Price Matters: Petflation Update – Current Trends…Plus a Look Back

Price has always mattered but it has truly come to the forefront in the consumers’ mind since the great recession. In this report we will review the latest “Petflation” trends for all industry segments but we will also take a look back in time 10 years to 2007, before the economic crisis struck. Let’s see what has changed and how we got to where we are today.

The following chart graphically shows the annual CPI change from 2007 to today – Ytd May of 2017.

  • The first thing that you notice is that since 2009 the Supply Segment has travelled to the beat of a different drummer. Prices are only 0.8% higher now than in 2007. In fact, prices now are almost exactly equal to August 2007.
  • The period from 2007 to 2009 was a strong economic time. Prices in all segments just went up, like clockwork. With a 20.5% increase in 2 years, Pet Food was “leading the pack”. There is a story behind this. As a result of the melamine recall of 2007, U.S. consumers became concerned over Pet Food Safety. They moved strongly toward U.S. made Pet Foods, with all U.S. ingredients. These products cost more to produce and drove the overall price of Pet Food up – significantly. Although the 6% increase in 2 years for Supplies may seem tame in comparison, it was triple the segment’s annual rate of increase for the earlier years in the century.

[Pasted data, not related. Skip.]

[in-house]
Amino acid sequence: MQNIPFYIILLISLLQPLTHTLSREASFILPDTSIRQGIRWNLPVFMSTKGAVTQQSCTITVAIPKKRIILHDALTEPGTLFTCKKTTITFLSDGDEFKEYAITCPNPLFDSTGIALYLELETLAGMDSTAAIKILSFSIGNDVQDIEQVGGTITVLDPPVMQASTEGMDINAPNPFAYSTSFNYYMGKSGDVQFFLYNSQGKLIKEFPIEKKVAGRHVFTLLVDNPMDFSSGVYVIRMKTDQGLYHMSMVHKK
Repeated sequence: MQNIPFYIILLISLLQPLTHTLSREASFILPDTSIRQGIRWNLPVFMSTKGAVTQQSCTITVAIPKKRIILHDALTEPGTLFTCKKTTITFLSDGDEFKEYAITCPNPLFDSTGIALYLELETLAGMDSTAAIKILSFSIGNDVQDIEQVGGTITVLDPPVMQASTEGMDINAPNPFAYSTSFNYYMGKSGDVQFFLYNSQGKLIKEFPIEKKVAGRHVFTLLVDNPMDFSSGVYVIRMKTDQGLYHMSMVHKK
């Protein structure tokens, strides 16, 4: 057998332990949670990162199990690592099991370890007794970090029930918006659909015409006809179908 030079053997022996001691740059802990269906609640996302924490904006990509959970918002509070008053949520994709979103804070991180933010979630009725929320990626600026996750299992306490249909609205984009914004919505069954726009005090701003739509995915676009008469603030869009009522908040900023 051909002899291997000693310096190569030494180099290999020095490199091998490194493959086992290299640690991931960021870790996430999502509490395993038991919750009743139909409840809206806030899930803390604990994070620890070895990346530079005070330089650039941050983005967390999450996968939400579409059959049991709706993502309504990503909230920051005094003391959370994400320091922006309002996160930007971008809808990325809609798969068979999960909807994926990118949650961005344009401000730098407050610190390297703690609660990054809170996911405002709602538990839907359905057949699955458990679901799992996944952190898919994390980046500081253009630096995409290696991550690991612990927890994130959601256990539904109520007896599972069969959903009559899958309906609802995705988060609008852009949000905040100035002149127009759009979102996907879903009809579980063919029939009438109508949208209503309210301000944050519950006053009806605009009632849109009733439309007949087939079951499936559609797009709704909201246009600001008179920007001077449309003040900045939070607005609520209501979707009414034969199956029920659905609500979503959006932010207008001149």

• The revenue growth in the industry for these years was primarily due to increased prices.
  • Then came the great recession. Most industries felt the impact on prices in 2009, with a drop in the national CPI for the first time since 1955. (The recession was a big deal!) However, prices in the Pet Industry weren’t affected until 2010. Prices fell in both Food and supplies and the increase in Non-Vet Services was slowed. Prices in the Veterinary segment were unaffected. They just kept going up at the same rate.